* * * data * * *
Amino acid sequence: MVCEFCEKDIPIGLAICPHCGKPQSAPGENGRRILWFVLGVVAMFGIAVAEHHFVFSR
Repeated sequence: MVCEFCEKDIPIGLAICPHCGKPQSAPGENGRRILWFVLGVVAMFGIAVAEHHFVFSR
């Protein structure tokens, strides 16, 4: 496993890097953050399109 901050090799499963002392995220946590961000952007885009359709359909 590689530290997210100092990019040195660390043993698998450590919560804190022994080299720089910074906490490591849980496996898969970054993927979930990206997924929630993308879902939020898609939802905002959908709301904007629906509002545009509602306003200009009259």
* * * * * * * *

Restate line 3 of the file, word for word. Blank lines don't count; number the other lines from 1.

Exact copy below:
């Protein structure tokens, strides 16, 4: 496993890097953050399109 901050090799499963002392995220946590961000952007885009359709359909 590689530290997210100092990019040195660390043993698998450590919560804190022994080299720089910074906490490591849980496996898969970054993927979930990206997924929630993308879902939020898609939802905002959908709301904007629906509002545009509602306003200009009259």